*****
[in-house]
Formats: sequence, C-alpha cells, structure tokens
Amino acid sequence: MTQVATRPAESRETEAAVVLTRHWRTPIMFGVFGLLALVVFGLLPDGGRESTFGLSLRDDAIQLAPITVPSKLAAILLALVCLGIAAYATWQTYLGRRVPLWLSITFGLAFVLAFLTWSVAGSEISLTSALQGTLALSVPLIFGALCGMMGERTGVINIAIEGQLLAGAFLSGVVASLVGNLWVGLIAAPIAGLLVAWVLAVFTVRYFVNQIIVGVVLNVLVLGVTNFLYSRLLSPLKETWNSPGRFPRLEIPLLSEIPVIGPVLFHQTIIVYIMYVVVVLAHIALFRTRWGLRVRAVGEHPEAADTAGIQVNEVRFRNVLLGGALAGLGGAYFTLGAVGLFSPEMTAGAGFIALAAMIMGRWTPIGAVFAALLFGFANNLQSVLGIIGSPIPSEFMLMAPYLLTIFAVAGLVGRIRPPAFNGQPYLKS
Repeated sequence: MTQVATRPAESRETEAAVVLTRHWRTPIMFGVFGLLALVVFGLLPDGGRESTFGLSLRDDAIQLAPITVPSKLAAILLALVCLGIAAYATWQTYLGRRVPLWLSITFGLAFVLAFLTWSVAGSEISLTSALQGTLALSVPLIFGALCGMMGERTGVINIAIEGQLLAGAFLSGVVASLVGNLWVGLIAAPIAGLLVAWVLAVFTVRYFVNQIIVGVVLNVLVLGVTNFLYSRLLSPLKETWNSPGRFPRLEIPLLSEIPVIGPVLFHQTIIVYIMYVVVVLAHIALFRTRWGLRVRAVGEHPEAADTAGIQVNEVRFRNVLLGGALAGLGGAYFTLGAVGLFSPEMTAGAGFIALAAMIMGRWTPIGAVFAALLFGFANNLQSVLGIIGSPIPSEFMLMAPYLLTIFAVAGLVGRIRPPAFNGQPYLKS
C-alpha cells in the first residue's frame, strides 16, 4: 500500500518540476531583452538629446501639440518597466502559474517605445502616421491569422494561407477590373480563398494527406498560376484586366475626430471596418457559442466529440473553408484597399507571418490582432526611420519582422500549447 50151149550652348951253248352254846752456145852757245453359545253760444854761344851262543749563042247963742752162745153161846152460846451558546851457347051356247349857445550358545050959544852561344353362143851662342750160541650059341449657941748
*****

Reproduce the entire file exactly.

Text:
[in-house]
Formats: sequence, C-alpha cells, structure tokens
Amino acid sequence: MTQVATRPAESRETEAAVVLTRHWRTPIMFGVFGLLALVVFGLLPDGGRESTFGLSLRDDAIQLAPITVPSKLAAILLALVCLGIAAYATWQTYLGRRVPLWLSITFGLAFVLAFLTWSVAGSEISLTSALQGTLALSVPLIFGALCGMMGERTGVINIAIEGQLLAGAFLSGVVASLVGNLWVGLIAAPIAGLLVAWVLAVFTVRYFVNQIIVGVVLNVLVLGVTNFLYSRLLSPLKETWNSPGRFPRLEIPLLSEIPVIGPVLFHQTIIVYIMYVVVVLAHIALFRTRWGLRVRAVGEHPEAADTAGIQVNEVRFRNVLLGGALAGLGGAYFTLGAVGLFSPEMTAGAGFIALAAMIMGRWTPIGAVFAALLFGFANNLQSVLGIIGSPIPSEFMLMAPYLLTIFAVAGLVGRIRPPAFNGQPYLKS
Repeated sequence: MTQVATRPAESRETEAAVVLTRHWRTPIMFGVFGLLALVVFGLLPDGGRESTFGLSLRDDAIQLAPITVPSKLAAILLALVCLGIAAYATWQTYLGRRVPLWLSITFGLAFVLAFLTWSVAGSEISLTSALQGTLALSVPLIFGALCGMMGERTGVINIAIEGQLLAGAFLSGVVASLVGNLWVGLIAAPIAGLLVAWVLAVFTVRYFVNQIIVGVVLNVLVLGVTNFLYSRLLSPLKETWNSPGRFPRLEIPLLSEIPVIGPVLFHQTIIVYIMYVVVVLAHIALFRTRWGLRVRAVGEHPEAADTAGIQVNEVRFRNVLLGGALAGLGGAYFTLGAVGLFSPEMTAGAGFIALAAMIMGRWTPIGAVFAALLFGFANNLQSVLGIIGSPIPSEFMLMAPYLLTIFAVAGLVGRIRPPAFNGQPYLKS
C-alpha cells in the first residue's frame, strides 16, 4: 500500500518540476531583452538629446501639440518597466502559474517605445502616421491569422494561407477590373480563398494527406498560376484586366475626430471596418457559442466529440473553408484597399507571418490582432526611420519582422500549447 50151149550652348951253248352254846752456145852757245453359545253760444854761344851262543749563042247963742752162745153161846152460846451558546851457347051356247349857445550358545050959544852561344353362143851662342750160541650059341449657941748